- Tribunal holds that "advertisement airtime" cannot be classified as "goods" as its use cannot be separated from the owner of the television channel on which it is broadcasted.
- Indian distributor of "advertisement airtime" cannot be an independent agent as the telecast of the "advertisement airtime" is contingent on the assent of the owner of the television channel concerned.
- The applicability of the Supreme Court's judgment in the case of Morgan Stanley limited to only those cases where a foreign company makes payments to its associated enterprise in India.
Recently, the Mumbai Bench of the Income Tax Appellate Tribunal ("ITAT") in the case of NGC Network Asia LLC v. Joint Director of Income Tax1 held that "advertisement airtime" of a television channel cannot be considered to fall under the category of "goods" as it is not capable of being independently used in the absence of consent from the owner of the television channel. The ITAT distinguished this case from the Supreme Court judgment in DIT (International Taxation), Mumbai v. Morgan Stanley & Co. Inc.2 on facts and held that the rule propounded in this landmark judgment only applied to cases where a foreign company was making payments to its associated enterprise in India and not vice versa.
NGC Network Asia LLC ("NGC Asia"/"Taxpayer"), is a company based in Delaware, US and is engaged in the business of broadcasting its two television channels in various countries, including India. The Taxpayer has a wholly owned subsidiary in Mauritius, NGC Network (Mauritius) Holding Limited, which holds 99% of the shares of NGC Network India Private Limited ("NGC India").
NGC India has been appointed as the distributor of the television channels owned by the Taxpayer and to procure advertisements for telecasting on these television channels. As consideration, NGC India has been paying the Taxpayer (i) fees for distribution rights; and (ii) revenue from advertising. The Transfer Pricing Officer ("TPO") had found this transaction to be at arms' length.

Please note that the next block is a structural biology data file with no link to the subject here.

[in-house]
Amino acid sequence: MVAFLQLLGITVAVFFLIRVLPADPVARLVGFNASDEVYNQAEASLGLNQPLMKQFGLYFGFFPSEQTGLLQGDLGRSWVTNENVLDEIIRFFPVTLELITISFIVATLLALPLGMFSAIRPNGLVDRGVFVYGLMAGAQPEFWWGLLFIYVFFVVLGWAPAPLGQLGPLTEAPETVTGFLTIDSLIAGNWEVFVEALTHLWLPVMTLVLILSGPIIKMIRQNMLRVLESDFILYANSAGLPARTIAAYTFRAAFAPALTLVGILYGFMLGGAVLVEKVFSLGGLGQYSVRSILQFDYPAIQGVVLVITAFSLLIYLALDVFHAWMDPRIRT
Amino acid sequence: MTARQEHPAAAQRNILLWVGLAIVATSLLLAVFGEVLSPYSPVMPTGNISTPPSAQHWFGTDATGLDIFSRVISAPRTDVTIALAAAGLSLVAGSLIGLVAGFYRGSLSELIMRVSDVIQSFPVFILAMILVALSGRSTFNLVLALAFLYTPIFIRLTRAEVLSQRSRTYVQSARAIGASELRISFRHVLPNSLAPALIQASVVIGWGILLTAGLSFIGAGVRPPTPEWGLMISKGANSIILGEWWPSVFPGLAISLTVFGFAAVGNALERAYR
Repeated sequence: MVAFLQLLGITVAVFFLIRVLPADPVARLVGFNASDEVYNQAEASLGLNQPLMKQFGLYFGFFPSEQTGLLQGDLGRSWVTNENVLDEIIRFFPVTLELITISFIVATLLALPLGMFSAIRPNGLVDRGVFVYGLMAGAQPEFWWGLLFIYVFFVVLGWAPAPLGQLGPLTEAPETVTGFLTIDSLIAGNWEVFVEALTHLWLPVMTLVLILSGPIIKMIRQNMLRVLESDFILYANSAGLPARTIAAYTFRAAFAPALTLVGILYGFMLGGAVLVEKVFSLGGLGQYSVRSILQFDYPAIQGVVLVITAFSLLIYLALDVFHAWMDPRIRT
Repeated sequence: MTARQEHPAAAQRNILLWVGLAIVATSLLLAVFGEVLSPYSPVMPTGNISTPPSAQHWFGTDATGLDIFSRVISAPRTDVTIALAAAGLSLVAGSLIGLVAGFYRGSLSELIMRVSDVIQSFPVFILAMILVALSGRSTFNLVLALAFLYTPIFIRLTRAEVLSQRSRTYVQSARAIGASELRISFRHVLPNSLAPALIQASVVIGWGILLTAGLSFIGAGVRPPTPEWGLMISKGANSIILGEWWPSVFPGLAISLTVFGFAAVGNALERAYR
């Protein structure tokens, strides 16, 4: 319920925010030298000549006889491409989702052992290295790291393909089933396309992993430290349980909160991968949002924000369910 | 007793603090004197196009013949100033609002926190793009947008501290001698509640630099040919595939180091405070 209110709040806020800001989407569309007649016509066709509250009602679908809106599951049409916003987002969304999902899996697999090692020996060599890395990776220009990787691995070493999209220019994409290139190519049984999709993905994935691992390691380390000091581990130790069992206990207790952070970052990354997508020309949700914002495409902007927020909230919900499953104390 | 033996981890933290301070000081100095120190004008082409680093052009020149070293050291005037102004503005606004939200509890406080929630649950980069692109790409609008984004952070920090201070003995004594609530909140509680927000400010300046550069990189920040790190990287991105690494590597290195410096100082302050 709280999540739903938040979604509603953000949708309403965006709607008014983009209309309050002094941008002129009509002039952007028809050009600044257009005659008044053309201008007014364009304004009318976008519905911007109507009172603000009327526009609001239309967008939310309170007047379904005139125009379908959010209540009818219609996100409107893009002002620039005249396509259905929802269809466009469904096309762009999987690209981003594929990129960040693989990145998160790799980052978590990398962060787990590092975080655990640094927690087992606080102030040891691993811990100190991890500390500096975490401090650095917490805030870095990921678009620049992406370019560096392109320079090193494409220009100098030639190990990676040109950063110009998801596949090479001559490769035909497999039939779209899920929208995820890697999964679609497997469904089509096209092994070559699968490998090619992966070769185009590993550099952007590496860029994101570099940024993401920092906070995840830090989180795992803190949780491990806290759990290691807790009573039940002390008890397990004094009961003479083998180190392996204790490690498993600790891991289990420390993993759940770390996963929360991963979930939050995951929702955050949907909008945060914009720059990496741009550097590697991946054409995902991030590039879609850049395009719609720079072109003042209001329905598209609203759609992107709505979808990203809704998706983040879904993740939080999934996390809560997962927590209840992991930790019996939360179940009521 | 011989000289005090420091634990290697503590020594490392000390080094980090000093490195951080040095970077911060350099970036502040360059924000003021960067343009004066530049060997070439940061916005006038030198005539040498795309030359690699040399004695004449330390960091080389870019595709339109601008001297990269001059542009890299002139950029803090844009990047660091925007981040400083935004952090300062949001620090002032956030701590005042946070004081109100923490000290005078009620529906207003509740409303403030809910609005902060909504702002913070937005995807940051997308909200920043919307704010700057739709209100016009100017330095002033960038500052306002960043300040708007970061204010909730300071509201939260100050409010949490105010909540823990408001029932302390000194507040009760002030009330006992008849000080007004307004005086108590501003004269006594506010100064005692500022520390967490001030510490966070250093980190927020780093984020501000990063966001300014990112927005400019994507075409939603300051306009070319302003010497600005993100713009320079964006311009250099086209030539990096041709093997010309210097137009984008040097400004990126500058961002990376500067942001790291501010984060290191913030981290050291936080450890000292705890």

For the Assessment Year in question, the Assessing Officer ("AO") considered NGC India as a dependent agent Permanent Establishment ("PE") of the Taxpayer and attributed a portion of the revenue from advertising to India. Further, the AO held that the fees for distribution rights were in the nature of "royalty" and hence, taxable in India as per Article 12 of the India US Double Taxation Avoidance Agreement ("Treaty"). The Dispute Resolution Panel ("DRP") confirmed the draft order passed by the AO. Aggrieved by the order, the Taxpayer preferred an appeal to the ITAT.
Whether the revenue earned by the Taxpayer was subject to income tax in India as per the provisions of the Income Tax Act, 1961 ("ITA") read with the Treaty?
"Advertisement air time" is not goods: The Taxpayer drew attention to the judgments of the Supreme Court in Tata Consultancy Services v. State of Andhra Pradesh3 and CST v. Madhya Pradesh Electricity Board,4 wherein it was held that properties which are capable of being abstracted, consumed and used and/or transmitted, transferred, delivered, stored or possessed etc., should be classified as "goods" and argued that "advertisement air time" is one such property. The ITAT, however agreed with the contention of the AO that "advertisement air time" cannot be considered to be "goods". It held so on the basis that while "goods" can be used/consumed by anyone independent of, or without any support from, the manufacturer, it was not the case with "advertisement air time". "Advertisement airtime" distributed by NGC India had no value with regard to other television channels and thus, was not capable of universal use. The Taxpayer's concurrence to telecast advertisements and actual telecasting alone brings value to the "advertising airtime" and hence, it cannot be separated from the Taxpayer.